To W. D. Fox [18 May 1829]
My dear Fox
I was exceedingly glad to receive your last letter, as I had been for some time past very anxious to hear how you & the rest of your family were after having undergone such a painful affliction.— I should have written before only I waited to get the Bills you mentioned.— Claytons amounts to 2£"7"10, but Bakers’ has not arrived yet.—
I have procured for you from Polo a beautiful specimen of the Ring Owzel, & gave 5 shillings, also a young male ring tail, with half the plumage blue & half like the female ring tail price 5s.—also 2 fine specimens of the black tern, price 3s.—also a Royston Crow.—
Now being upon Nat: history, I will go on: All the Crysalis you left in the deal Box, I never discovered till too late, & found all the moths utterly destroyed. The Cossus has eat its way out & is lost.—
Aiken1 has got all the skins of your birds: he also had my Crysalis, which go on very well, & to which I have added a great many more.— I have taken, or rather had collected for me vast numbers of insects: a good many new ones to Cambridge, both large & small.— have since Christmas filled nearly three Standish Boxes.—
But Hoare’s success is most brilliant: Carabus intricatus, an insect fit for Paradise; a beautiful Lamprias: Badister cephalotes, & multa alia: My success also has been very good amongst the water beettles. I think I beat Jenyns in Colymbetes.—
I want much to hear what you have done in Entomology? I heard from old Pulleine the other day. he wrote to enquire about you. I told him he had better direct to Osmaston so I daresay before long you will hear from him.
Before I tell you my plans for the next 2 or 3 months, I must most cordially thank you for your very kind invitation to Osmaston. You used accuse me of making speeches about Osmaston. This accusation although proved to be most palpably absurd by the length of my former visit, shall be made doubly so, by the pleasure with which I accept your invitation. On the 5th of next month I go to Shrewsbury, either through London, in order to chaperon home my sisters, or else d〈 〉 through Birmingham. A few days of home, & then I go a three week trip with Mr. Hope either in S or W Wales: after that home again (& Woodhouse & Fanny), then to Maer, & then I hope to have the pleasure, my dear Fox of seeing you again, after our long absence: this till August will fill my time up pretty well.—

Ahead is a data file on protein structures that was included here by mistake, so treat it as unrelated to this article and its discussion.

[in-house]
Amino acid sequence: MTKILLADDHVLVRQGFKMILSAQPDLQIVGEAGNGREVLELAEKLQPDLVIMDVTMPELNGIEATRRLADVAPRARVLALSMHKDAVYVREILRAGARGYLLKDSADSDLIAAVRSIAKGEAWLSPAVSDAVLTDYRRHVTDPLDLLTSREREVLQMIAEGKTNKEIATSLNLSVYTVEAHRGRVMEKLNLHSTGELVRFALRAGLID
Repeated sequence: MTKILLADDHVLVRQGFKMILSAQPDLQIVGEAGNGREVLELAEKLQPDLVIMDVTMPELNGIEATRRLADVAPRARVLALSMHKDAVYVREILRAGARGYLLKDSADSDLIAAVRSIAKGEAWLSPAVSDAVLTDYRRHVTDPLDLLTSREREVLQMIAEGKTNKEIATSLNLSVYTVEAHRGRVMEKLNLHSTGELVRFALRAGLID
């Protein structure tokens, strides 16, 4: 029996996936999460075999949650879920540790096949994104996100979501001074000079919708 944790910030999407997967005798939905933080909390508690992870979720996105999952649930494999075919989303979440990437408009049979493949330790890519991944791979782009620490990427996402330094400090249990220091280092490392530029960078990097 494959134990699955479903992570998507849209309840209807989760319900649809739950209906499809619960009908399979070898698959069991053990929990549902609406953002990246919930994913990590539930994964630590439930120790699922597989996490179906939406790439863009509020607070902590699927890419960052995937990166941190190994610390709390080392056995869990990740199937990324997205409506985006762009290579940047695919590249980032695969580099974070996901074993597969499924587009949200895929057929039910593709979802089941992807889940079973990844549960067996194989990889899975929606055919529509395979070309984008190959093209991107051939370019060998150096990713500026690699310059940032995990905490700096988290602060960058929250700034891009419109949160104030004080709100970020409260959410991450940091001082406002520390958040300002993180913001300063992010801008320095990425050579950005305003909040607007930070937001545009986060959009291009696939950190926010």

As to what I have been & am now doing, the less that is said about it, the better: my time is solely occupied in riding & Entomologizing. Simpson or Hall are both industrious when compared with me. I cannot help thinking what a great deal of good advice I should receive were you but here.— I hope you will write soon & tell me all about every thing: I am sorry, although I think you are very wise in not going into orders at present Your mind at such a time must be very unfit for so serious an undertaking: Make any use of me & my rooms in future arrangements that may please you:
Give my most kind remembrances to your father, & I hope that he & Mrs. Fox are going on pretty well: | Believe me my dear Fox | Yours most sincerely | Chas. Darwin.—
Is getting the information WDF wanted about his bills;
adds some news of entomology.
Accepts invitation to visit Osmaston in August. Plans a June trip to Shrewsbury, a three-week trip in Wales with F. W. Hope.
Is doing nothing but riding and entomology.
Thinks WDF wise to defer going into orders.
Please cite as
Darwin Correspondence Project, “Letter no. 64,” accessed on 27 October 2016, http://www.darwinproject.ac.uk/DCP-LETT-64